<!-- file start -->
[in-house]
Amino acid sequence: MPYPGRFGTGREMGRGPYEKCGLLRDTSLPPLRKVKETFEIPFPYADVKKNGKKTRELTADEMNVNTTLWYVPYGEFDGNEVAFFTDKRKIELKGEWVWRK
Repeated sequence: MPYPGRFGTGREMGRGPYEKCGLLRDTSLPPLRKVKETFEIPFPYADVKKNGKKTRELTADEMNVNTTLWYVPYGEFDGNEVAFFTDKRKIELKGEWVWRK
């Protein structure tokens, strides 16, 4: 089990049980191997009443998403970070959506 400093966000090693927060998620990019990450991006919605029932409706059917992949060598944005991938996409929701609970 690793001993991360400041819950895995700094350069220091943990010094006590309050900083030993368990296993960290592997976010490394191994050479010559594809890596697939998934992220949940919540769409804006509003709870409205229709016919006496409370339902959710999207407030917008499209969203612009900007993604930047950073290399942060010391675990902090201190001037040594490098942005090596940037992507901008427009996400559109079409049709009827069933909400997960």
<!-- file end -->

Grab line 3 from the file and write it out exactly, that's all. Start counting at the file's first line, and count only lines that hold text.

Repeated sequence: MPYPGRFGTGREMGRGPYEKCGLLRDTSLPPLRKVKETFEIPFPYADVKKNGKKTRELTADEMNVNTTLWYVPYGEFDGNEVAFFTDKRKIELKGEWVWRK